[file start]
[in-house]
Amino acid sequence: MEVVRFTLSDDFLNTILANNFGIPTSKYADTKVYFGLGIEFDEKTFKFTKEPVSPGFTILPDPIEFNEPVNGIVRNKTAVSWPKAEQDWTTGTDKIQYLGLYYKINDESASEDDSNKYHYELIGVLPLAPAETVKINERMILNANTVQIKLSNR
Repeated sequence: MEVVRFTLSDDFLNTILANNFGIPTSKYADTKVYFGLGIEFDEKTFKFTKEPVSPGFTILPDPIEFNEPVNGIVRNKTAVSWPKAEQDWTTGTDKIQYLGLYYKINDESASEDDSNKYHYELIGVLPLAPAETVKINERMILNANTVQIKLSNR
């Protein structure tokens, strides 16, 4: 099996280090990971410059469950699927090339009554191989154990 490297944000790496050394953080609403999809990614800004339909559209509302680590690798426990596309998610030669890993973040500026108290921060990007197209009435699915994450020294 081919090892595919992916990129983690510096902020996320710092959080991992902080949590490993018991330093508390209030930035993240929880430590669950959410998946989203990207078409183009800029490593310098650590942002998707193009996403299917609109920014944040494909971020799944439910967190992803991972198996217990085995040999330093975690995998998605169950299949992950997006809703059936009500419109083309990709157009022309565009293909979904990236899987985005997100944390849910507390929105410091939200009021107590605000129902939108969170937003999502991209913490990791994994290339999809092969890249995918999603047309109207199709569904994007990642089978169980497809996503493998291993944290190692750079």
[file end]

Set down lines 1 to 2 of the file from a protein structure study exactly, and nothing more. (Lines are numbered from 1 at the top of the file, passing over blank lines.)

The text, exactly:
[in-house]
Amino acid sequence: MEVVRFTLSDDFLNTILANNFGIPTSKYADTKVYFGLGIEFDEKTFKFTKEPVSPGFTILPDPIEFNEPVNGIVRNKTAVSWPKAEQDWTTGTDKIQYLGLYYKINDESASEDDSNKYHYELIGVLPLAPAETVKINERMILNANTVQIKLSNR